This subconsciously contributes to the way that women see themselves and how society expects them to be. Most of the time, such advertisements highly enforce sex roles, which is a social construction of certain behaviors and characteristics attributed to each sex (Carter, 2012). When an individual, as well as others, are constantly critiquing themselves in terms of how well they measure up the societal expectations, the emphasis placed on looks has become more of a public sport than ever before (Grazian, 2010). The media is mostly to blame for the damage invoked upon women due to the inaccurate and unrealistic images that continue to be presented. By the media presenting women as passive, flawless, inactive, and submissive, the messages sent to viewers is that women are
In all of these stories women were given a negative image because of the standards set for women by society. Women were not respected and often thought of sex objects that are there to make great men fall; this becomes very evident in the literature written during this time. In Beowulf, Grendel’s mother a monster, who is given the qualities of a women and represents women who are not submissive to their husbands. “Grendel’s mother, monstrous hell bride, brooded on her wrongs.”(Beowulf, page 56, lines 58, 59). In this quote Grendel’s mother is described as “monstrous” or in other words evil.
We live in a world that bombards us with over-sexualised images to aspire to. This sets standards for both women and young girls which are unrealistic and unattainable. Society is becoming more and more sexualised, leading to future generations becoming obsessed with vanity and looks. "Our children should no longer be sacrificed on the altar of the obsession with celebrity culture and the 'beauty ' industry it has spawned." The media is constantly spewing out over-sexualised adverts which they shove down our throats.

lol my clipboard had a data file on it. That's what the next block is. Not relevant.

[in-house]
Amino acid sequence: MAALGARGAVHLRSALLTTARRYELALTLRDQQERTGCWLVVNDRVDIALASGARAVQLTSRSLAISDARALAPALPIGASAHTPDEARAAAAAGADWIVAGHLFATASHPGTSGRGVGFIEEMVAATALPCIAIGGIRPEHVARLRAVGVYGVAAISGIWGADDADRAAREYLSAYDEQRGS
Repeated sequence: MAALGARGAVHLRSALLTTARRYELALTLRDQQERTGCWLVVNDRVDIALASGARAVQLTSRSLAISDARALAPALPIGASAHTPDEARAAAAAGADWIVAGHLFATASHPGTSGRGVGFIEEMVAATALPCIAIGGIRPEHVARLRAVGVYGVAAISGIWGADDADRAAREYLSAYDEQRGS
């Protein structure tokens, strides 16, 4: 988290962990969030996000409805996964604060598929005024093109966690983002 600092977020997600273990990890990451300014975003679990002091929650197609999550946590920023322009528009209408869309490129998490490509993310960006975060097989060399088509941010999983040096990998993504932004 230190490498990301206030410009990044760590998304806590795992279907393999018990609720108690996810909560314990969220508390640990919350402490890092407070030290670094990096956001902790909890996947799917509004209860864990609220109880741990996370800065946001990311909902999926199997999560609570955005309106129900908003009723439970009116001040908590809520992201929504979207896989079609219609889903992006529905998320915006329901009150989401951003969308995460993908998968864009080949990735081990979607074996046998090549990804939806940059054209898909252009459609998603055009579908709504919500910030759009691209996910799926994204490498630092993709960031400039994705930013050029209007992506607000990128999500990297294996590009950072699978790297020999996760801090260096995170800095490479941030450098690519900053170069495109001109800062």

A disturbing phenomenon has begun in today’s culture. Media expects women to look like girls and girls to look like women. This is caused by the media’s constant sexual objectification of women and young girls. They are portrayed as objects of desire with no discernable personality for men. The article, "Understanding Sexual Objectification: A Comprehensive Approach Toward Media Exposure and Girls ' Internalization of Beauty Ideals, Self-Objectification, And Body Surveillance," provides a diagram of the cycle of objectifying media and the reaction by female consumers.
Unfortunately, both men and women constantly feel the pressure of fitting into society’s norms, but fitting into these norms comes with many consequences. Insecure women aren’t born, they are made. In “Strong Enough”, Shanker introduces her personal experience of what being treated as an outcast feels like. Due to rejecting a boy after he asked her to have sex with him, she is then seen as a “lez”. Shanker feels it is devastating that a girl can’t make her own decisions without automatically being labeled.